December 7, 2022

Six Amur tigers received booster doses of a COVID vaccine designed for animals at the Lee G. Simmons Wildlife Safari Park near Ashland.



Three exhibits at Omaha’s Henry Doorly Zoo & Aquarium remain closed as officials assess the risk for avian influenza posed by migrating birds.

The Simmons Aviary, Lied Jungle and Desert Dome closed to guests Oct. 14 after two pelicans contracted the illness. The first pelican to contract the illness died. A second became ill and was euthanized.

At the time, officials said exhibits would remain closed for at least 10 days.

The buildings remained closed Tuesday.

The virus is commonly spread through the infected wild birds’ feces, which can make its way into the zoo through birds flying overhead or on people’s shoes.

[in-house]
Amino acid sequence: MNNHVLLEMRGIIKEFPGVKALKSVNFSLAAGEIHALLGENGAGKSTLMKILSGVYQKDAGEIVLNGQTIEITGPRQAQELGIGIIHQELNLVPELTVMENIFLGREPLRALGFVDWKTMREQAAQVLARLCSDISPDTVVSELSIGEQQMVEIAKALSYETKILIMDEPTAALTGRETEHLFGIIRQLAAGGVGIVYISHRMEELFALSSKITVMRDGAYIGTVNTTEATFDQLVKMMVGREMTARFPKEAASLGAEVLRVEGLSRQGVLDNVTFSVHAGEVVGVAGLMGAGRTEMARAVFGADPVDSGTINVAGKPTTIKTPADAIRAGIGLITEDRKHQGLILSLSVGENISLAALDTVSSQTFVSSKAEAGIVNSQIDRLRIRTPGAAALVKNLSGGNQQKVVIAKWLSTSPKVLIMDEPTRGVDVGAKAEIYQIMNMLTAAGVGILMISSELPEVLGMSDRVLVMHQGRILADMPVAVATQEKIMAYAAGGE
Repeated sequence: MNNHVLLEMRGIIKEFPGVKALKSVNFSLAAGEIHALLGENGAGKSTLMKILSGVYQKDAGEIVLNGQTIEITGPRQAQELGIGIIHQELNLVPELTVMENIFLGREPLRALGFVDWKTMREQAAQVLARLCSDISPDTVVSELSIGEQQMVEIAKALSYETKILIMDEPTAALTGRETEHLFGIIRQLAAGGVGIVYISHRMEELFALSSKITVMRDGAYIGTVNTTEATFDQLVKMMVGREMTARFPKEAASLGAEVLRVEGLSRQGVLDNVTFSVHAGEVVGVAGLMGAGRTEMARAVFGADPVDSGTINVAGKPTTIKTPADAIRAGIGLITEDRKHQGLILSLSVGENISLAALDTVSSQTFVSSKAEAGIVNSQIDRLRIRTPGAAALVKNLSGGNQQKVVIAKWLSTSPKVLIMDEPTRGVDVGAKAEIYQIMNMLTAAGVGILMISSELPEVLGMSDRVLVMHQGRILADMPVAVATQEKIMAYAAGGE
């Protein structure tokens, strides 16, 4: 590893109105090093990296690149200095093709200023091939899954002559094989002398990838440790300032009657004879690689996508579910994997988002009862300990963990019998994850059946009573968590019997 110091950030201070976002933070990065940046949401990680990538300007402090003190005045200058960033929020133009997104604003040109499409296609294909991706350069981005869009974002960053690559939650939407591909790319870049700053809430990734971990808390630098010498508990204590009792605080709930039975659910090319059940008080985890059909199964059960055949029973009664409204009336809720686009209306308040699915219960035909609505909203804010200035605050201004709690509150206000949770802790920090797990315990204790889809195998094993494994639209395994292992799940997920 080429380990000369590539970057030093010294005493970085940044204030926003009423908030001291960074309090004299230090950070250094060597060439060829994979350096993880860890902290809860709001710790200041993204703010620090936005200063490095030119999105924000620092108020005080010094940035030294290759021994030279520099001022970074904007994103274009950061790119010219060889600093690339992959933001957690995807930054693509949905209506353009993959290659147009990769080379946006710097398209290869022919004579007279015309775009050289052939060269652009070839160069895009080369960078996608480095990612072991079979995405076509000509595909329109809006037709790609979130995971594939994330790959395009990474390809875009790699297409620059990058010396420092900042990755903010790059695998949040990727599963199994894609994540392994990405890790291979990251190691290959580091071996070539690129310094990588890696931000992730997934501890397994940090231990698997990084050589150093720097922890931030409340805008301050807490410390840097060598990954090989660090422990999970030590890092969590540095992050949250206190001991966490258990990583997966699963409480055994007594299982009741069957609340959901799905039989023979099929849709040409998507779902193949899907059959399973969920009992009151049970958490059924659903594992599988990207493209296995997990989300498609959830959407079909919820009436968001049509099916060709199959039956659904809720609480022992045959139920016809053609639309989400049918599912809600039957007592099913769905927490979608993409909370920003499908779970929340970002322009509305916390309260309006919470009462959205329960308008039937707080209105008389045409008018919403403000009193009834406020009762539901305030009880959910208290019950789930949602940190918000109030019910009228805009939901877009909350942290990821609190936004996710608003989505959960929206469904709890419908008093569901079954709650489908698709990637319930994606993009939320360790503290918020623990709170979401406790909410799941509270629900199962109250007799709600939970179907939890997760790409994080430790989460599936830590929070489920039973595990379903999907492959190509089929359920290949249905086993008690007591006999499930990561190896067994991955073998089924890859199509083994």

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Zoo officials said Tuesday that they’re testing feces left by wild birds — mostly geese — around the zoo grounds.

Wild birds have been stopping at the zoo as they migrate south, said Diane Kohout, a zoo spokeswoman. Monday night, five ducks and one goose were spotted. Tuesday morning, she said, that swelled to 50 ducks and 20 geese.

To deter the birds, especially geese, the zoo has put up two inflatable tube men near lagoons. The geese don’t like the erratic movements made by the inflatable tubes.

The first inflatable tube man came from the U.S. Department of Agriculture, Kohout said. Seeing how effective it was, zoo officials purchased a second.

Zoogoers haven’t batted an eye at the new décor, likely because it blends in with the scores of Halloween decorations already placed along paths and exhibits.